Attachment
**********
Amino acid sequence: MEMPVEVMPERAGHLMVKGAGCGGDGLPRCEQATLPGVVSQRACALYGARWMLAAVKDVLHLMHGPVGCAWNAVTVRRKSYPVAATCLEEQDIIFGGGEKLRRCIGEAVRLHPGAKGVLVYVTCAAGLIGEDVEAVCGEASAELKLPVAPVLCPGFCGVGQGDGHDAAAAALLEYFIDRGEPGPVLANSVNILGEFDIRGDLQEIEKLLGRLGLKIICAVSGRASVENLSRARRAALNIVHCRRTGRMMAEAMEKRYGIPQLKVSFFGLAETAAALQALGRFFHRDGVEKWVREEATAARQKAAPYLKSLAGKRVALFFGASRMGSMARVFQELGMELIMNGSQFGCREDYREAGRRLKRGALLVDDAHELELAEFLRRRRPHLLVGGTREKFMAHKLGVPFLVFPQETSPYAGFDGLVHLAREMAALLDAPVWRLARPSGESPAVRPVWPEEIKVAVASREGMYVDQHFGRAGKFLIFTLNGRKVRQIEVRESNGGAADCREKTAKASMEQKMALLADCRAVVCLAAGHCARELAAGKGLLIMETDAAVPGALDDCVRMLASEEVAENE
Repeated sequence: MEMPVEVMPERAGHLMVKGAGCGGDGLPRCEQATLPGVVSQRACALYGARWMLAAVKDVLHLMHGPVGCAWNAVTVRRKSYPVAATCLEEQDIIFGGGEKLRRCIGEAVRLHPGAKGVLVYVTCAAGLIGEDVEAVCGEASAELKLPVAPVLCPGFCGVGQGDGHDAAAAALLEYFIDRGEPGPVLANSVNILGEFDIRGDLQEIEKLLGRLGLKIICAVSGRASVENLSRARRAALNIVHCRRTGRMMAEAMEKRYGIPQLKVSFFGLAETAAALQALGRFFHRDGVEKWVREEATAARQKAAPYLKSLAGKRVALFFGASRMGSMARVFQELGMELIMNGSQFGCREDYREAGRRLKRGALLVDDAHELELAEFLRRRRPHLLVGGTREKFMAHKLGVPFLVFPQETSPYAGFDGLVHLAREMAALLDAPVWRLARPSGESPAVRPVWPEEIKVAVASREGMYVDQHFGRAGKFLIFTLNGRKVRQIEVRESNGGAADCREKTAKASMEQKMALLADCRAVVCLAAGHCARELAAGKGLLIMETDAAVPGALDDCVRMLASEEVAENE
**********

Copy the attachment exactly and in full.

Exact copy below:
Amino acid sequence: MEMPVEVMPERAGHLMVKGAGCGGDGLPRCEQATLPGVVSQRACALYGARWMLAAVKDVLHLMHGPVGCAWNAVTVRRKSYPVAATCLEEQDIIFGGGEKLRRCIGEAVRLHPGAKGVLVYVTCAAGLIGEDVEAVCGEASAELKLPVAPVLCPGFCGVGQGDGHDAAAAALLEYFIDRGEPGPVLANSVNILGEFDIRGDLQEIEKLLGRLGLKIICAVSGRASVENLSRARRAALNIVHCRRTGRMMAEAMEKRYGIPQLKVSFFGLAETAAALQALGRFFHRDGVEKWVREEATAARQKAAPYLKSLAGKRVALFFGASRMGSMARVFQELGMELIMNGSQFGCREDYREAGRRLKRGALLVDDAHELELAEFLRRRRPHLLVGGTREKFMAHKLGVPFLVFPQETSPYAGFDGLVHLAREMAALLDAPVWRLARPSGESPAVRPVWPEEIKVAVASREGMYVDQHFGRAGKFLIFTLNGRKVRQIEVRESNGGAADCREKTAKASMEQKMALLADCRAVVCLAAGHCARELAAGKGLLIMETDAAVPGALDDCVRMLASEEVAENE
Repeated sequence: MEMPVEVMPERAGHLMVKGAGCGGDGLPRCEQATLPGVVSQRACALYGARWMLAAVKDVLHLMHGPVGCAWNAVTVRRKSYPVAATCLEEQDIIFGGGEKLRRCIGEAVRLHPGAKGVLVYVTCAAGLIGEDVEAVCGEASAELKLPVAPVLCPGFCGVGQGDGHDAAAAALLEYFIDRGEPGPVLANSVNILGEFDIRGDLQEIEKLLGRLGLKIICAVSGRASVENLSRARRAALNIVHCRRTGRMMAEAMEKRYGIPQLKVSFFGLAETAAALQALGRFFHRDGVEKWVREEATAARQKAAPYLKSLAGKRVALFFGASRMGSMARVFQELGMELIMNGSQFGCREDYREAGRRLKRGALLVDDAHELELAEFLRRRRPHLLVGGTREKFMAHKLGVPFLVFPQETSPYAGFDGLVHLAREMAALLDAPVWRLARPSGESPAVRPVWPEEIKVAVASREGMYVDQHFGRAGKFLIFTLNGRKVRQIEVRESNGGAADCREKTAKASMEQKMALLADCRAVVCLAAGHCARELAAGKGLLIMETDAAVPGALDDCVRMLASEEVAENE